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Doing some restructuring on the my applications menu bar. When looking at other applications, there seems to be two different ways of structure.

Either the "old school" most common way, the verb/command followed by the subject. I.e. what do you want to do and what do you want to do that on. Like so:

  • File
    • New
      • Foo
      • Bar
    • Open
      • Foo
      • Bar
    • Quit

Or the one that new applications sometimes try, probably since Microsoft introduced its ribbon structure. I.e. what do you want to work with and what operation do you want to execute on that. Like so:

  • File
    • Quit
  • Foo
    • New
    • Open
  • Bar
    • New
    • Open

Are these two paradigms established? Do they have a name? Would help me in referring to them and their differences.

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2 Answers 2

up vote 3 down vote accepted

Yes, menus at the top level may be organized by the class of object they act on (e.g., Foos or Bars), or the type of action they carry out (e.g., filing actions). As a general rule, the menu bar or Ribbon at the top of the window should be organized by action type in order to provide the user with an alternative way to find a command to the context (right-click) menus that are necessarily organized by object class.

That said, many menu hierarchies, including the “old school” one, would benefit from being “flattened” –from being made broader at each level and less deep. Deep hierarchies mean cascade menus, which are slow and awkward to use. Few options at the top level mean general vague labels that provide very little information scent (what does File really mean anyway?).

There are several ways to fix this while still organizing the menu bar by action type. First, there’s the simple flattening of the old school File menu, much like Firefox does:

  • File
    • New Foo
    • New Bar
    • Open Foo
    • Open Bar
    • Quit

The problem is that the traditional File menu was intended for “document” applications that operate on only one principal object class. For example word processors operate on papers, spreadsheet programs operate on worksheets, image editors work on pictures, and so on. File becomes unwieldy when there are multiple principal classes. Two classes isn’t a problem, but three or more is.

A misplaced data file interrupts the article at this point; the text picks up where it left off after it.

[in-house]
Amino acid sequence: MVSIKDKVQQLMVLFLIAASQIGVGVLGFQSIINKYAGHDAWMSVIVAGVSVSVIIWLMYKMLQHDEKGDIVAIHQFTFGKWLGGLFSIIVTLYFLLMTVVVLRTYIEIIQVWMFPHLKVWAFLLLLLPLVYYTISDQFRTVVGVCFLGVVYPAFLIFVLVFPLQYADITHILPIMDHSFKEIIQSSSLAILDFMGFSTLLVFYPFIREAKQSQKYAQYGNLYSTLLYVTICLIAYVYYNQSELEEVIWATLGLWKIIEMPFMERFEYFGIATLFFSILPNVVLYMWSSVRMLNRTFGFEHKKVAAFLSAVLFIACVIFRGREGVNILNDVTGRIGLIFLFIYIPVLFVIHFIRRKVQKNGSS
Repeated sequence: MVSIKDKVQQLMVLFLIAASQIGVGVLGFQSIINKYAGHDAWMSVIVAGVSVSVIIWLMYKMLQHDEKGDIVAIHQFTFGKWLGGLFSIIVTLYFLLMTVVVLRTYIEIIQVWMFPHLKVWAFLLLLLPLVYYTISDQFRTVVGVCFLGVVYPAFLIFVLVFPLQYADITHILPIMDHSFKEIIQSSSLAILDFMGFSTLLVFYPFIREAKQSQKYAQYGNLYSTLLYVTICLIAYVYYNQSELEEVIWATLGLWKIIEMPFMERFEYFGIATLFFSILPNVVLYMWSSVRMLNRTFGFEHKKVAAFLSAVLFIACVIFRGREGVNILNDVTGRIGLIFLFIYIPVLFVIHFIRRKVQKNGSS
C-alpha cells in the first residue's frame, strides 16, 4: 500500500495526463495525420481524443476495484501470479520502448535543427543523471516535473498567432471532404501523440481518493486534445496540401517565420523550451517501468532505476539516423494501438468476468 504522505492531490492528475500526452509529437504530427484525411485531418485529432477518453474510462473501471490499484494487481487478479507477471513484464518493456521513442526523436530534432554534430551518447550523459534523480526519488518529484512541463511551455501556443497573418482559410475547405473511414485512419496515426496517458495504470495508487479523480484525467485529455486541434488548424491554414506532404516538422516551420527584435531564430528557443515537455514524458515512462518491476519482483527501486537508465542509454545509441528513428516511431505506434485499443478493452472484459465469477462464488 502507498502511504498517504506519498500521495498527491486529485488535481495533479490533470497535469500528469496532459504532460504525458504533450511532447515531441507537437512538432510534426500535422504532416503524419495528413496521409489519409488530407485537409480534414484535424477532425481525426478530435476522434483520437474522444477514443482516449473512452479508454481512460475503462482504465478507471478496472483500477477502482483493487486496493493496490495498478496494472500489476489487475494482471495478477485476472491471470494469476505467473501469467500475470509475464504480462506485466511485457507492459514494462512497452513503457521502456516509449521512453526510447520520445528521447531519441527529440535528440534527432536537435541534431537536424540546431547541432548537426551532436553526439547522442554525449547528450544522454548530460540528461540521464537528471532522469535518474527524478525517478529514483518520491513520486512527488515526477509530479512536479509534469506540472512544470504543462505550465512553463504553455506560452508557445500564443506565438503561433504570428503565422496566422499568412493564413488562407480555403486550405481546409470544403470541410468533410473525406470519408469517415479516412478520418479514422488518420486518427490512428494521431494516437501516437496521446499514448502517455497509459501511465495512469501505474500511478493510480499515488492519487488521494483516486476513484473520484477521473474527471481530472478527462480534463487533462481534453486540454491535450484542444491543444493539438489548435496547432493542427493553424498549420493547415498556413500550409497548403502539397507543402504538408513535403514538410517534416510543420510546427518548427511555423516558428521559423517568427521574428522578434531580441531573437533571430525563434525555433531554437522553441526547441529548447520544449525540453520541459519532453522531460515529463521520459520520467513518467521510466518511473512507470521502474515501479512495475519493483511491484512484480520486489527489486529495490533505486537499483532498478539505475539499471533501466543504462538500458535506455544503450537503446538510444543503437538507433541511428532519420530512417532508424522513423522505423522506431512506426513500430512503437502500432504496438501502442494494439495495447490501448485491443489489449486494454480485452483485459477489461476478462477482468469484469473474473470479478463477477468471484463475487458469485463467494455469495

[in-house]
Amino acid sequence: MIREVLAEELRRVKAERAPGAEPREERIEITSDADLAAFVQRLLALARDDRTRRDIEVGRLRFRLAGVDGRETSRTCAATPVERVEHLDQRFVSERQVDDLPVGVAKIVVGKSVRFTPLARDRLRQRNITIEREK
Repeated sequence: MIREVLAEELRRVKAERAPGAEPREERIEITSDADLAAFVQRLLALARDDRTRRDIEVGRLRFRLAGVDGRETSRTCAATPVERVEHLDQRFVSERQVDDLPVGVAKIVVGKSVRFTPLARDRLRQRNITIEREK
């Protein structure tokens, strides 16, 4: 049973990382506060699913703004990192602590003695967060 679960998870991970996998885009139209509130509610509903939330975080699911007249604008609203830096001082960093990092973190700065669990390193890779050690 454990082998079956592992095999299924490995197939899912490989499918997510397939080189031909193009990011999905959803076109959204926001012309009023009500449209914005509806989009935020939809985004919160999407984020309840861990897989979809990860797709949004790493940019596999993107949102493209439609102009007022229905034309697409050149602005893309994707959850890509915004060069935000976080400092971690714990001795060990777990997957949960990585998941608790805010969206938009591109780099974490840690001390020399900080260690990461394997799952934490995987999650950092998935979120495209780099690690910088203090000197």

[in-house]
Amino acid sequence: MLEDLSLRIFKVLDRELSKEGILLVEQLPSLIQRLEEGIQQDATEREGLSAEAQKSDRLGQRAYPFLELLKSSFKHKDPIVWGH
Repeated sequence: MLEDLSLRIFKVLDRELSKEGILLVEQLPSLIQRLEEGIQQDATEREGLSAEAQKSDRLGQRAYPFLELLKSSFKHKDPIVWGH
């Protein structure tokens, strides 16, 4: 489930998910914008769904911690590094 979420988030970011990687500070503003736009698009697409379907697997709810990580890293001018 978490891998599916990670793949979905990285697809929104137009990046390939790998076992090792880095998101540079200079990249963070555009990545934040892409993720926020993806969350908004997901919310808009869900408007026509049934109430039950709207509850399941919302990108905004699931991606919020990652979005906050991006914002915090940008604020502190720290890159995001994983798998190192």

In some cases, it’s best to take the “suite” approach and make it look like you’ve a separate program for each object class. Take object class selection out of your menu bar and put it in the Start menu, where you’ve installed shortcuts corresponding to each object class that open a primary window for that class. Each of these “applications” only has New and Open acting on only its class:

  • File
    • New
    • Open
    • Quit

In a sense, you’ve made broader the menu above your menu bar in the hierarchy. This is entirely consistent with other desktop apps. It’s an attractive option if users tend to work with only one class for a session. Frequent trips to the Start menu gets old.

If you need to keep everything in your menu bar, you can spread the File menu out along the menu bar.

  • File
    • Save
    • Print
    • Quit
  • New
    • Foo
    • Bar
  • Open
    • Foo
    • Bar

Many apps with multiple principal classes are database apps where each window shows multiple objects (database records). What the user is “opening” is not a single file but a query result. Typically, the user almost never has use for a blank window. Even for data entry, it’s often helpful and rarely hurtful to show the results of a default query in order to provide some context (e.g., records entered last time). If the user wants to add a new record to those already shown, it’s an action under Edit, not File. So we can eliminate New.

  • Program
    • Foos
    • Bars
    • Quit
  • File
    • Query
    • Close

I suggest you take a cue from Mac OSX and have a Program menu for Quit (in OSX the name of the application is the menu caption). The Program menu has menu items labeled by their object class, but they’re actions –they open the Foo and Bar windows respectively. You either fill these windows with a default query result (which could be empty), or automatically show the query dialog for the user to select one. The Query menu item under File pops up this dialog to allow the user to change the query for the window at any time. This dialog may include an Empty option for edge cases where users need an empty window.

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I think it's more personal preference. What do you think would go best? If you're not implementing the ribbon GUI into your app then there's no need to copy their structure.

Personally I'd go with the first option - "old school", I find it more straightforward and the most pragmatic approach toward the problem.

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